Do Only Older People Care About Privacy?

At the annual Davos meeting of world leaders, Reid Hoffman, one of the founders of LinkedIn, let an interesting comment slip about privacy. He said “all these concerns about privacy tend to be old people issues.”

Old people issues? In my September B2B CFO newsletter, I let my readers know about some of the unfortunate impacts of changes LinkedIn had made their privacy settings, and how to adjust their settings to maintain their privacy. I got a number of thank yous, both from older recipients of my newsletter and from younger ones.

Marc Cenedella, CEO of The Ladders, a well-known job search site, decided to find out what people of all ages felt about privacy, since LinkedIn is being increasing used by job seekers and by companies for recruiting purposes. The results, excerpted in a press release below, show that people do care about privacy. For example, they don’t want their current employers to know when they are considering other positions.

Privacy 1, LinkedIn 0

Here’s the press release:

November 5, 2011– In today’s age of open Internet sharing, it may seem a contradiction that the majority (88 percent) of Americans surveyed said privacy is important during a job search. TheLadders.com, the leading resource for career-driven professionals, commissioned a survey conducted by Wakefield Research to find out what really matters when searching for your next career move.

While privacy is a major concern, many job seekers are not taking necessary precautions to keep their hunt under the radar. In fact, 37 percent of Americans do not bother to check privacy settings of a website before posting their resume. And a resounding 76 percent mistakenly believe it’s impossible to keep a job search private. While looking for new employment can be overwhelming, keeping your search private is not impossible.

“Americans want their privacy, and we strongly believe that a job search should not require an individual to give it up,” says Marc Cenedella, Founder and CEO of TheLadders. “TheLadders was created with the job seeker in mind, and we pride ourselves on being able to provide privacy to all our members that does not impede on their success to find the job they want.”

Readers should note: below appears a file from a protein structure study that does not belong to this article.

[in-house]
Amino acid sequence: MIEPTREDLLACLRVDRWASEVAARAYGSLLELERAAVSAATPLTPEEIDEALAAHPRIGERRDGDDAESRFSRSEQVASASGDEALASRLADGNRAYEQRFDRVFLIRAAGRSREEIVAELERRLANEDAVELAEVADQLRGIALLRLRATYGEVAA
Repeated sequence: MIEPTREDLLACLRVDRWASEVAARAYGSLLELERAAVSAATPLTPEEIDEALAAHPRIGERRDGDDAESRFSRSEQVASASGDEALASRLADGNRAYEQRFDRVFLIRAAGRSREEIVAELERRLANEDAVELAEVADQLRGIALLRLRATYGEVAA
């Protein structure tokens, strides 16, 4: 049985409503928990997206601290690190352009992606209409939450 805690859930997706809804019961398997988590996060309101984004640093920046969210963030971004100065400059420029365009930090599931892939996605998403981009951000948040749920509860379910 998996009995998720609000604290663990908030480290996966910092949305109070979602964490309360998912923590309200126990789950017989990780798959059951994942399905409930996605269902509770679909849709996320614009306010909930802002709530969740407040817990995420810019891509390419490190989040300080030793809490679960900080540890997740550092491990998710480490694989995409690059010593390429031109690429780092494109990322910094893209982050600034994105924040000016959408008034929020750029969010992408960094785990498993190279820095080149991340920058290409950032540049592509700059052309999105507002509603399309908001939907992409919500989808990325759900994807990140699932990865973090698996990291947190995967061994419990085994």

To prove the privacy point even further:

  • More than half (55 percent) surveyed say when searching online, keeping their resume private from their peers is more important than maximizing its exposure.
  • Thirty four percent would remove their resume from a website if a coworker saw it.
  • An astounding 30 percent go as far to say it would be worse for coworkers to find out about their job search than an office romance.

“A job search can be one of the most stressful times in an individual’s life,” continued Cenedella. “Those of us in the job industry have a special duty and responsibility to treat privacy with care, because privacy issues are critically important, particularly during economically challenging conditions.”

Millennials Still Play it Safe: While known for spending excessive time online, still nearly half (49 percent) of those surveyed under 35 would not accept an invitation from a recruiter on a professional networking site if their colleagues could see their connections.

Resume Battle of the Sexes: When it comes to being cautious, men have more risky business tendencies than females with 71 percent and 61 percent (respectively) who say they would not remove their resume posted to a website if a coworker saw it.

Regardless of age, sex, or industry, job seekers demand privacy. For more information on how to covertly execute your next job search, please visit TheLadders.com.

Methodology

Wakefield Research (www.WakefieldResearch.com) conducted a survey for TheLadders among 1,000 nationally representative Americans ages 18 and older, using an email invitation and an online survey between October 7th and October 13th, 2011. Quotas were set to ensure reliable and accurate representation of the total U.S. population of adults ages 18 and older.

Results of any sample are subject to sampling variation. The magnitude of the variation is measurable and is affected by the number of interviews and the level of the percentages expressing the results. For the interviews conducted in this particular study, the chances are 95 in 100 that a survey result does not vary, plus or minus, by more than 3.1 percentage points from the result that would be obtained if interviews had been conducted with all persons in the universe represented by the sample.

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